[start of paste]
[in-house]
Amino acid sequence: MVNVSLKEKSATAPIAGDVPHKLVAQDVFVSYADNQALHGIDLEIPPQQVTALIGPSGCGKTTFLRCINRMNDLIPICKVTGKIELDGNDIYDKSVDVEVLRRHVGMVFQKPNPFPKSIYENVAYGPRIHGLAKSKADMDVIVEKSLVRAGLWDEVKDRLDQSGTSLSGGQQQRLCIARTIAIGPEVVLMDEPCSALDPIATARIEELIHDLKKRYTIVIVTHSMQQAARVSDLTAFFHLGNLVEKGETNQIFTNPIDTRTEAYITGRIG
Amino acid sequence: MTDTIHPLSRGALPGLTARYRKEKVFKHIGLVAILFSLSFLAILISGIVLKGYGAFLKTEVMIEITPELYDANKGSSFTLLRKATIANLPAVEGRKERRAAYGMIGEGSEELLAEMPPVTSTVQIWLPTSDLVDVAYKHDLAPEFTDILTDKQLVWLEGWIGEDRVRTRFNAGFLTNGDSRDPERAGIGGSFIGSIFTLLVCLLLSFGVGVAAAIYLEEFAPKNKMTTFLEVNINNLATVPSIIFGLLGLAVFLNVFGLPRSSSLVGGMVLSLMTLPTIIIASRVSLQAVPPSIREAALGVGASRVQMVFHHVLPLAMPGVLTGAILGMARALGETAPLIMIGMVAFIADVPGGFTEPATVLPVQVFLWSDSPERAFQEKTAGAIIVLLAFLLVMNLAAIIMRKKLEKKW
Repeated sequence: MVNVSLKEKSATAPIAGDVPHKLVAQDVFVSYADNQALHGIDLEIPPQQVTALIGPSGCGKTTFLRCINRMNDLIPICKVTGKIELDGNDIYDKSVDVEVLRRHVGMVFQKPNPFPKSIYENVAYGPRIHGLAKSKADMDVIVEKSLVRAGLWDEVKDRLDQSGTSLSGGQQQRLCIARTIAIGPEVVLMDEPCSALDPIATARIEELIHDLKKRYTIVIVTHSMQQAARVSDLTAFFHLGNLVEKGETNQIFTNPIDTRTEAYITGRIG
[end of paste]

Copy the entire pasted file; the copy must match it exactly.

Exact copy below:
[in-house]
Amino acid sequence: MVNVSLKEKSATAPIAGDVPHKLVAQDVFVSYADNQALHGIDLEIPPQQVTALIGPSGCGKTTFLRCINRMNDLIPICKVTGKIELDGNDIYDKSVDVEVLRRHVGMVFQKPNPFPKSIYENVAYGPRIHGLAKSKADMDVIVEKSLVRAGLWDEVKDRLDQSGTSLSGGQQQRLCIARTIAIGPEVVLMDEPCSALDPIATARIEELIHDLKKRYTIVIVTHSMQQAARVSDLTAFFHLGNLVEKGETNQIFTNPIDTRTEAYITGRIG
Amino acid sequence: MTDTIHPLSRGALPGLTARYRKEKVFKHIGLVAILFSLSFLAILISGIVLKGYGAFLKTEVMIEITPELYDANKGSSFTLLRKATIANLPAVEGRKERRAAYGMIGEGSEELLAEMPPVTSTVQIWLPTSDLVDVAYKHDLAPEFTDILTDKQLVWLEGWIGEDRVRTRFNAGFLTNGDSRDPERAGIGGSFIGSIFTLLVCLLLSFGVGVAAAIYLEEFAPKNKMTTFLEVNINNLATVPSIIFGLLGLAVFLNVFGLPRSSSLVGGMVLSLMTLPTIIIASRVSLQAVPPSIREAALGVGASRVQMVFHHVLPLAMPGVLTGAILGMARALGETAPLIMIGMVAFIADVPGGFTEPATVLPVQVFLWSDSPERAFQEKTAGAIIVLLAFLLVMNLAAIIMRKKLEKKW
Repeated sequence: MVNVSLKEKSATAPIAGDVPHKLVAQDVFVSYADNQALHGIDLEIPPQQVTALIGPSGCGKTTFLRCINRMNDLIPICKVTGKIELDGNDIYDKSVDVEVLRRHVGMVFQKPNPFPKSIYENVAYGPRIHGLAKSKADMDVIVEKSLVRAGLWDEVKDRLDQSGTSLSGGQQQRLCIARTIAIGPEVVLMDEPCSALDPIATARIEELIHDLKKRYTIVIVTHSMQQAARVSDLTAFFHLGNLVEKGETNQIFTNPIDTRTEAYITGRIG